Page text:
Monday, October 15, 2012
Indian government unveils policy basket to counter staggering growth and downgrade risks
The government also announced a plan to divest its stake in five companies. The rate of withholding tax on overseas borrowings has been reduced to 5% from 20%. The lower rate will be applicable for overseas borrowings made after
July 1, 2012
and before July 1, 2015.
Borrowings under a loan agreement or by way of issue of long-term
infrastructure bonds that comply with External Commercial Borrowings
regulations as administered by the RBI would be eligible for benefits of the
concessional tax regime. The RGESS an initiative intended to support first-time
equity investors not only expects to promote a ‘equity culture’ in India and
discourage investments in gold, but also aims to revive the mutual fund
industry, which has now been included in the scheme along with exchange traded
The government set in motion a second wave of reforms, approving proposals allowing foreign investors to own up to 49% in insurance firms and pension funds. Signaling the government's intent to continue with reforms to boost economic growth and investor sentiment, the Cabinet cleared all amendments to the insurance bill. The cabinet also cleared the Pensions Bill and allowed FDI in Pension Funds. It also took the cap in the pension sector to 49 per cent following the insurance sector. The proposed changes to both the bills will now have to be cleared by both houses of the Parliament before they can come into effect. Till now, 26 per cent FDI was allowed in the insurance sector while the pensions business was closed to foreign investment. Looking to better serve the interests of all stakeholders, the government approved amendments to Companies Bill 2011, including changes related to spending on CSR activities. The proposed legislation will bring the law on the subject of corporate functioning and regulation in tune with the global best practices so that there is further improvement in corporate governance in the country through enhanced accountability and transparency. A provision has been introduced to make expenditure on Corporate Social Responsibility (CSR) mandatory. Giving a reform boost to commodity markets, the government approved the FCRA Bill that seeks to provide more powers to the regulator Forward Markets Commission (FMC) and allow a new category of products and to facilitate entry of institutional investors.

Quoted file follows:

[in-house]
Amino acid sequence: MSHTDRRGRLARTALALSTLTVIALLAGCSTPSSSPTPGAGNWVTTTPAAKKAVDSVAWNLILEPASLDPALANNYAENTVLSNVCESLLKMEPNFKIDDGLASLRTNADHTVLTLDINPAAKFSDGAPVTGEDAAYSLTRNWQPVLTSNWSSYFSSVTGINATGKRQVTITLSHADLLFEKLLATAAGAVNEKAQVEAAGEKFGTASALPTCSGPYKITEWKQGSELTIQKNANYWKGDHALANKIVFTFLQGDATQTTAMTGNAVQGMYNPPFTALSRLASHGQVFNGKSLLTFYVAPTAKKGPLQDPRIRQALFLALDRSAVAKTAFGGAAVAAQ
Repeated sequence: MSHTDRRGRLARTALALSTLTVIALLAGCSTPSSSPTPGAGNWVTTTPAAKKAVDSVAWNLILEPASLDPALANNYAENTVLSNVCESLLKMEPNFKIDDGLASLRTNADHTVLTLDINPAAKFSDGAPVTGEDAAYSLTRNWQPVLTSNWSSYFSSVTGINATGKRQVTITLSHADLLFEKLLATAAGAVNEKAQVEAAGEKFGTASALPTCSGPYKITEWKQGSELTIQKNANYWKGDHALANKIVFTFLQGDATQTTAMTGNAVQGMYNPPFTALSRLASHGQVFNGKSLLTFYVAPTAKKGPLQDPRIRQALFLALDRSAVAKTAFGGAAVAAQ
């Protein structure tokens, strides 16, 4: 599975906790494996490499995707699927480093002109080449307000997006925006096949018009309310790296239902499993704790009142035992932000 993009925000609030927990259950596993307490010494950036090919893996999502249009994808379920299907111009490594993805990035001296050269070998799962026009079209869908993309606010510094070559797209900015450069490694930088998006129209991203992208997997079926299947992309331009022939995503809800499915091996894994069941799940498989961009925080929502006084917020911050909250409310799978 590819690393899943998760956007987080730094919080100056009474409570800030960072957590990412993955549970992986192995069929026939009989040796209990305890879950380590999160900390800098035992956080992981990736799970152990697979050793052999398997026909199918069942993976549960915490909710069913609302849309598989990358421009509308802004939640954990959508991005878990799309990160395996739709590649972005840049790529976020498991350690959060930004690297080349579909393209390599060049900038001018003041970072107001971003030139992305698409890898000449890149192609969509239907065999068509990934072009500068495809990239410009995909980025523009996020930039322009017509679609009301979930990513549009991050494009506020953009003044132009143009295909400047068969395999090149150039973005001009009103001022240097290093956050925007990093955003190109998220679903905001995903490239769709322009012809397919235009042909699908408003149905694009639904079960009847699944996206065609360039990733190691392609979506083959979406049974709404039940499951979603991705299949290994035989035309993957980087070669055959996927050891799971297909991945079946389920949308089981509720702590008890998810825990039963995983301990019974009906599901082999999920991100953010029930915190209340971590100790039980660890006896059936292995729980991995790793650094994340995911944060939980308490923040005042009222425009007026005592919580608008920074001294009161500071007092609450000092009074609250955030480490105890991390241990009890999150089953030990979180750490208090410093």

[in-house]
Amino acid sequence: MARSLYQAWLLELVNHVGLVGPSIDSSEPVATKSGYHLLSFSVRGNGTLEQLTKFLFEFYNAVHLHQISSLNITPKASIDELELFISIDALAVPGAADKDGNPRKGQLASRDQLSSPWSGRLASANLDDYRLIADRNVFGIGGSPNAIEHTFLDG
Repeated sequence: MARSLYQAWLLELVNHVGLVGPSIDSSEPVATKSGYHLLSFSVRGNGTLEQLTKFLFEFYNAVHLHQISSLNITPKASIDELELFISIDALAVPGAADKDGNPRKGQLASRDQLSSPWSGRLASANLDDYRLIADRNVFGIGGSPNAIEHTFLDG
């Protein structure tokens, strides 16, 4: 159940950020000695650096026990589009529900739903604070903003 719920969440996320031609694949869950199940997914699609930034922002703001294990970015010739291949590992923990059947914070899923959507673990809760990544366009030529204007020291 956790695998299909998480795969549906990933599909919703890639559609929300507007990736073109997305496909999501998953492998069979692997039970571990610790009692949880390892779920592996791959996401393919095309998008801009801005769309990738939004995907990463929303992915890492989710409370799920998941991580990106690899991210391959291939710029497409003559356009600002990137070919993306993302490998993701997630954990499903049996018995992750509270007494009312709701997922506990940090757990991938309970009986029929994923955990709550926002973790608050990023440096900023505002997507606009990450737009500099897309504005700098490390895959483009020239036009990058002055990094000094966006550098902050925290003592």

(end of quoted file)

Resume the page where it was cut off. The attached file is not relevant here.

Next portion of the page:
A segment within the government has been leaning towards cash transfers to poor households as the way out to deal with an unwieldy subsidy bill estimated at Rs 2.5 trillion (on three major subsidies—food, fuel and fertilizer). The government is set to step up its push for cash transfer of subsidies with two pilot projects validating the assumption that it would lead to significant savings for the government while enhancing benefits for users.
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